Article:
The problem most budget filmmaker/photographers face today is wanting a truly hybrid solution for both videos and photos that doesn't break the bank. My films and photos generally involve adventure and travel, so having a camera that is budget friendly, compact and produces quality images in both video and photo is key!
Lets talk about Micro 4/3's:
Micro 4/3's is a great system for filmmakers and offers a bunch of lens options. Cameras like the GH3,GH2,GH1,G6,G7,GX7,GM1 can all be had for under well under $1000, they all give you decent video performance but lack in the photography aspect of things. Smaller sensors and lower megapixels (only up to 16mp) don't make for the best photography cameras. I've owned the Panasonic GH3 and although it was a good camera, heres are some things about it that I liked and what I didn't like. The Good: High bitrates in MOV, 60p at 1080, headphone jack, weather sealed and great battery life! And heres whats not so good: No focus peaking, small sensor, bad lowlight performance, deeper depth of field and less than desirable photo quality. All of the Panasonic cameras have a mixture of these draw backs, for instance I could just get the Panasonic G6, its pretty cheap and has my much desired focus peaking feature, but I give up weather sealing, headphone jack and bitrate options. Thats why I'm not looking into buying another Micro 4/3 camera in the future.
(A quick side note is that I owned a Blackmagic pocket cinema camera for 3 months, I loved the codec, focus peaking, flat profile and RAW option but basically hated everything else. The really small sensor, crappy lowlight, horrible battery life, and cost of accessories needed just to make it work, was not worth it! Not to mention it cant take stills.)
Lets talk about Canon's:
Canon Cameras kickstarted the DSLR filmmaking revolution but over the last few years they've almost completely died off. You'll rarely see filmmakers shooting documentaries or weddings using canon dslr's anymore, and that mostly due to the poor image quality (compared to the competition) and the lack of features (again, compared to the competition). The last canon camera I've owned was the little eos-m, and it was good for what it was, a compact super 35mm sensor camera with a mic jack and focus peaking (thanks to magic lantern) and 18mp photos. But at the end of the day you're still just getting basic 7D/t4i looking footage thats really just "OK" and not on the same level as the competition.
And then there's Sony:
I'll just come out and say it, I've really disliked Sony for a really long time! At least as far as there sub $1200 camera market. The way Sony cameras reproduce color, the horrid menu's and they're lack of any mic jack or audio features have always made me think of Sony as the "tourist brand". That being said, when Philip bloom and Andrew Reid started talking about the inexpensive Sony A6000, and had lots of good to say about it, I got very interested. Sony mirrorless cameras like the NEX line up have had "okay" image quality with not so good codecs, mostly AVCHD. They almost always lack a mic jack, headphone jack and any kind of LOG or flat profile. The A6000 is no exception, but its image quality is actually really good! For photos its boasting a crazy 11fps and 24mp sensor with stupid good autofocus! For video its giving us 1080p at 24p, 30p and 60p. Up until recently it was only spitting out AVCHD at 24mbs, which as we all know is a pretty crappy codec if you wanna do any kind of grading and it also is a bit harder to edit with, but a few months back Sony did us a solid and gave us a firmware upgrade which lets you shoot in XAVC-s, a much more robust codec that clocks in at 50mbs instead of the 24mbs that AVCHD gave us. That was a huge improvement to me and is making me seriously consider getting that camera, especially now that it can be had for around $400! The good about the A6000: Super 35mm sensor, great image quality, decent codec, versatile lens mount, ergonomic body, great for stills! The bad: No mic jack, no headphone jack, known to overheat, not weather sealed and no flat profile.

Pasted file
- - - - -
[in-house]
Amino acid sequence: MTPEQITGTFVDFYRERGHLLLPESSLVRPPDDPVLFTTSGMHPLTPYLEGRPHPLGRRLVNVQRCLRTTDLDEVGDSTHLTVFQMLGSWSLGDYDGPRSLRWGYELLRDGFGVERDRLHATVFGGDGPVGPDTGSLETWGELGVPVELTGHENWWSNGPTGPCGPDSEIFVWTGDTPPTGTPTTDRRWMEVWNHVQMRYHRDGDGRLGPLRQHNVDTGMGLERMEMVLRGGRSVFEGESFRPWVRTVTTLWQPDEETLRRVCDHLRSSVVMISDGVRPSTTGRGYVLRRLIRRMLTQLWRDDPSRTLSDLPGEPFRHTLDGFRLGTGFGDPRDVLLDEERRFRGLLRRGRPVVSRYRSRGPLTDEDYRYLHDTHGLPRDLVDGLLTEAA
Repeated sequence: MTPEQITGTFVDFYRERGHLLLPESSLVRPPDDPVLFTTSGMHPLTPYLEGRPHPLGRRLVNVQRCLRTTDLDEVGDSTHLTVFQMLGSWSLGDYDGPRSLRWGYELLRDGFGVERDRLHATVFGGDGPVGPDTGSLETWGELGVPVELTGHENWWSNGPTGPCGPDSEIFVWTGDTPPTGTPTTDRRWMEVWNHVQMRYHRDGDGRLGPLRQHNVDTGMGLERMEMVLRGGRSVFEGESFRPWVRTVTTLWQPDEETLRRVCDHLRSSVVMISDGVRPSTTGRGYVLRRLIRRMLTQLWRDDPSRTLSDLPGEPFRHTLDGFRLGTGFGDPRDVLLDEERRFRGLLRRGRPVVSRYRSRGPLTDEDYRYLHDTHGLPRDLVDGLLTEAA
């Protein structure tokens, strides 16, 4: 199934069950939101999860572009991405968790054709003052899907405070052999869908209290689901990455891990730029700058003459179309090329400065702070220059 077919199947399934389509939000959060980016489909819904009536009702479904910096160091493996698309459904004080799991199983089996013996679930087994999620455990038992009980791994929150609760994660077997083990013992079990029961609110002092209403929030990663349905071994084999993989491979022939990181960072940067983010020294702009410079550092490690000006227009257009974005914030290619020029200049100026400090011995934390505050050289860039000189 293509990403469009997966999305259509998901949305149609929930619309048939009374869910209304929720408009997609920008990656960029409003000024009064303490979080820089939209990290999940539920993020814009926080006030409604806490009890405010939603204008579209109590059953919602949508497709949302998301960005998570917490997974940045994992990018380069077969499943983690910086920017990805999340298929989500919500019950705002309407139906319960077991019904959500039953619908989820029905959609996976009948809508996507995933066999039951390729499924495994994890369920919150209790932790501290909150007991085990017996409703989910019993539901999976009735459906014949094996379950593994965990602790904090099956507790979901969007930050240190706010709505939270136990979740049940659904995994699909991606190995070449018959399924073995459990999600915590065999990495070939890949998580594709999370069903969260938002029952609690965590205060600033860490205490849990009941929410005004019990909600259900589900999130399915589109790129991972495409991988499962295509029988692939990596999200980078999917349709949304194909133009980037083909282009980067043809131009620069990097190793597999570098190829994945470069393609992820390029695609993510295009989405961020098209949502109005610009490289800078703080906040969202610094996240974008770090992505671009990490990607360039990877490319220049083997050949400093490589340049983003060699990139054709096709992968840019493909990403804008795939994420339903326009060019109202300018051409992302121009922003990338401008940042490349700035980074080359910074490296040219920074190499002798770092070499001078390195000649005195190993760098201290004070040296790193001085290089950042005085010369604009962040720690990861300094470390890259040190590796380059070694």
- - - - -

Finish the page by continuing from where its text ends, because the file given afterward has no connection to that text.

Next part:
Its true there is no perfect camera for us lower budget filmamker/photographers, but I think it comes down to what you wanna compromise on. For me the A6000 looks like a promising investment, it would be my first Sony since my handycam days and if the new A6100 or A7000 fixed the issues that the A6000 has, then investing in the Sony system might be the way to go, especially since they are already dominating the pro $2500 and above market!
Thanks for reading!
- Nigel Barros